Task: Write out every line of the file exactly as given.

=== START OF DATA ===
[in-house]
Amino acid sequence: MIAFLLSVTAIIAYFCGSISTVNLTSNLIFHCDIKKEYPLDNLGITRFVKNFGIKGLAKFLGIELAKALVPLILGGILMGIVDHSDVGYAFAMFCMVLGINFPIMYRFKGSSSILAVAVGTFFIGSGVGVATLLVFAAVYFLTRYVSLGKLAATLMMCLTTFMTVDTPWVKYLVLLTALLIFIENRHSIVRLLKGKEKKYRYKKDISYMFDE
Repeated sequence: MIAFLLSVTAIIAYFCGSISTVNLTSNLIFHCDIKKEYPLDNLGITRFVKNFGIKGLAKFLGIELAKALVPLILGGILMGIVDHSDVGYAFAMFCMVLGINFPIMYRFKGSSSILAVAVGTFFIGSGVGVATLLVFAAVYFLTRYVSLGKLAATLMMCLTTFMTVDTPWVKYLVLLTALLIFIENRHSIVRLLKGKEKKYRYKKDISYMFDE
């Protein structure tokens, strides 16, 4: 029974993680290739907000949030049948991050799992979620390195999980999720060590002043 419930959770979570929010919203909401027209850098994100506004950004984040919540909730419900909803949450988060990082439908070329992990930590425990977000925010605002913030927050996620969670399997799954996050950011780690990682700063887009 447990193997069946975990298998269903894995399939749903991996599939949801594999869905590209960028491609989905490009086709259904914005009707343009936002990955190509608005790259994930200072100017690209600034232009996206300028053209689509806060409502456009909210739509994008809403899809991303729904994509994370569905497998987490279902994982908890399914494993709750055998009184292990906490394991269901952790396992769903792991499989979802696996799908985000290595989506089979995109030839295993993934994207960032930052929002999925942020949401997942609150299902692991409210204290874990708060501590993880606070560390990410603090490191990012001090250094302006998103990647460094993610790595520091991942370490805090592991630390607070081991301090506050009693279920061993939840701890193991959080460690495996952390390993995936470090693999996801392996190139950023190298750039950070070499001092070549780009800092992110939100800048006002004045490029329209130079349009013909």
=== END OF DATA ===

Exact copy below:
[in-house]
Amino acid sequence: MIAFLLSVTAIIAYFCGSISTVNLTSNLIFHCDIKKEYPLDNLGITRFVKNFGIKGLAKFLGIELAKALVPLILGGILMGIVDHSDVGYAFAMFCMVLGINFPIMYRFKGSSSILAVAVGTFFIGSGVGVATLLVFAAVYFLTRYVSLGKLAATLMMCLTTFMTVDTPWVKYLVLLTALLIFIENRHSIVRLLKGKEKKYRYKKDISYMFDE
Repeated sequence: MIAFLLSVTAIIAYFCGSISTVNLTSNLIFHCDIKKEYPLDNLGITRFVKNFGIKGLAKFLGIELAKALVPLILGGILMGIVDHSDVGYAFAMFCMVLGINFPIMYRFKGSSSILAVAVGTFFIGSGVGVATLLVFAAVYFLTRYVSLGKLAATLMMCLTTFMTVDTPWVKYLVLLTALLIFIENRHSIVRLLKGKEKKYRYKKDISYMFDE
């Protein structure tokens, strides 16, 4: 029974993680290739907000949030049948991050799992979620390195999980999720060590002043 419930959770979570929010919203909401027209850098994100506004950004984040919540909730419900909803949450988060990082439908070329992990930590425990977000925010605002913030927050996620969670399997799954996050950011780690990682700063887009 447990193997069946975990298998269903894995399939749903991996599939949801594999869905590209960028491609989905490009086709259904914005009707343009936002990955190509608005790259994930200072100017690209600034232009996206300028053209689509806060409502456009909210739509994008809403899809991303729904994509994370569905497998987490279902994982908890399914494993709750055998009184292990906490394991269901952790396992769903792991499989979802696996799908985000290595989506089979995109030839295993993934994207960032930052929002999925942020949401997942609150299902692991409210204290874990708060501590993880606070560390990410603090490191990012001090250094302006998103990647460094993610790595520091991942370490805090592991630390607070081991301090506050009693279920061993939840701890193991959080460690495996952390390993995936470090693999996801392996190139950023190298750039950070070499001092070549780009800092992110939100800048006002004045490029329209130079349009013909």